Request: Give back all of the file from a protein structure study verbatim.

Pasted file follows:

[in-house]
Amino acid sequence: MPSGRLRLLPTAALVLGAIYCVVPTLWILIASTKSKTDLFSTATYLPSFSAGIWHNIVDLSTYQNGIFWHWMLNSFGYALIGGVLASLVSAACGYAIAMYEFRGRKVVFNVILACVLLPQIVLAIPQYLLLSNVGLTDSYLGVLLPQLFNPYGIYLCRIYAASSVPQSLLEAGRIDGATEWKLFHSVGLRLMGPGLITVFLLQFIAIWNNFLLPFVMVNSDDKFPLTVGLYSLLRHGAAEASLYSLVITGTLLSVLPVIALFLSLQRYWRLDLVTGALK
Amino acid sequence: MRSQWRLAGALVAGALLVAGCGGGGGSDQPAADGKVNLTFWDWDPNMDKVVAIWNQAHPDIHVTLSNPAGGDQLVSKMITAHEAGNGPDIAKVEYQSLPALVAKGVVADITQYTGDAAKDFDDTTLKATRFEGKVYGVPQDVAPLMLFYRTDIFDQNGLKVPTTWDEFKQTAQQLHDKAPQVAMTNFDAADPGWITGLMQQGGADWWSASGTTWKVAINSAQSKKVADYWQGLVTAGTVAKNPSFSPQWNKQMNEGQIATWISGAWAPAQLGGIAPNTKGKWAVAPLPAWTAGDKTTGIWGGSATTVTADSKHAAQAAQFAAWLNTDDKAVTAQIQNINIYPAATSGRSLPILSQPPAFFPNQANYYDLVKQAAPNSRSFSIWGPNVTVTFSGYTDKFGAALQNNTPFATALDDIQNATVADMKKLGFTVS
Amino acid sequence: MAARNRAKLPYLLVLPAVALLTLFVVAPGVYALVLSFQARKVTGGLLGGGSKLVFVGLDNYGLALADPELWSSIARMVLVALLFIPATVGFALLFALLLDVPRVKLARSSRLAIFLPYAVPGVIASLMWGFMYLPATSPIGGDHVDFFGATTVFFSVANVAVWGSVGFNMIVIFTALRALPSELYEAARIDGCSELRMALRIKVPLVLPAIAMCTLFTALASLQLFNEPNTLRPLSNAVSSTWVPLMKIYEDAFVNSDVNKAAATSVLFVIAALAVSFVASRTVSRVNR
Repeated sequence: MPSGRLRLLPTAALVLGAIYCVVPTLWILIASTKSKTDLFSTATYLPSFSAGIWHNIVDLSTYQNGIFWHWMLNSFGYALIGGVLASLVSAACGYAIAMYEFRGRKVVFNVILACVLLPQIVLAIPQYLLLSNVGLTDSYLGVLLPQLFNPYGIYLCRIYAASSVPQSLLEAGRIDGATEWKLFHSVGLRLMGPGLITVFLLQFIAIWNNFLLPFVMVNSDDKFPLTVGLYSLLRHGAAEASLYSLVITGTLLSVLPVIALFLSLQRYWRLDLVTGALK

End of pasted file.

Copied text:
[in-house]
Amino acid sequence: MPSGRLRLLPTAALVLGAIYCVVPTLWILIASTKSKTDLFSTATYLPSFSAGIWHNIVDLSTYQNGIFWHWMLNSFGYALIGGVLASLVSAACGYAIAMYEFRGRKVVFNVILACVLLPQIVLAIPQYLLLSNVGLTDSYLGVLLPQLFNPYGIYLCRIYAASSVPQSLLEAGRIDGATEWKLFHSVGLRLMGPGLITVFLLQFIAIWNNFLLPFVMVNSDDKFPLTVGLYSLLRHGAAEASLYSLVITGTLLSVLPVIALFLSLQRYWRLDLVTGALK
Amino acid sequence: MRSQWRLAGALVAGALLVAGCGGGGGSDQPAADGKVNLTFWDWDPNMDKVVAIWNQAHPDIHVTLSNPAGGDQLVSKMITAHEAGNGPDIAKVEYQSLPALVAKGVVADITQYTGDAAKDFDDTTLKATRFEGKVYGVPQDVAPLMLFYRTDIFDQNGLKVPTTWDEFKQTAQQLHDKAPQVAMTNFDAADPGWITGLMQQGGADWWSASGTTWKVAINSAQSKKVADYWQGLVTAGTVAKNPSFSPQWNKQMNEGQIATWISGAWAPAQLGGIAPNTKGKWAVAPLPAWTAGDKTTGIWGGSATTVTADSKHAAQAAQFAAWLNTDDKAVTAQIQNINIYPAATSGRSLPILSQPPAFFPNQANYYDLVKQAAPNSRSFSIWGPNVTVTFSGYTDKFGAALQNNTPFATALDDIQNATVADMKKLGFTVS
Amino acid sequence: MAARNRAKLPYLLVLPAVALLTLFVVAPGVYALVLSFQARKVTGGLLGGGSKLVFVGLDNYGLALADPELWSSIARMVLVALLFIPATVGFALLFALLLDVPRVKLARSSRLAIFLPYAVPGVIASLMWGFMYLPATSPIGGDHVDFFGATTVFFSVANVAVWGSVGFNMIVIFTALRALPSELYEAARIDGCSELRMALRIKVPLVLPAIAMCTLFTALASLQLFNEPNTLRPLSNAVSSTWVPLMKIYEDAFVNSDVNKAAATSVLFVIAALAVSFVASRTVSRVNR
Repeated sequence: MPSGRLRLLPTAALVLGAIYCVVPTLWILIASTKSKTDLFSTATYLPSFSAGIWHNIVDLSTYQNGIFWHWMLNSFGYALIGGVLASLVSAACGYAIAMYEFRGRKVVFNVILACVLLPQIVLAIPQYLLLSNVGLTDSYLGVLLPQLFNPYGIYLCRIYAASSVPQSLLEAGRIDGATEWKLFHSVGLRLMGPGLITVFLLQFIAIWNNFLLPFVMVNSDDKFPLTVGLYSLLRHGAAEASLYSLVITGTLLSVLPVIALFLSLQRYWRLDLVTGALK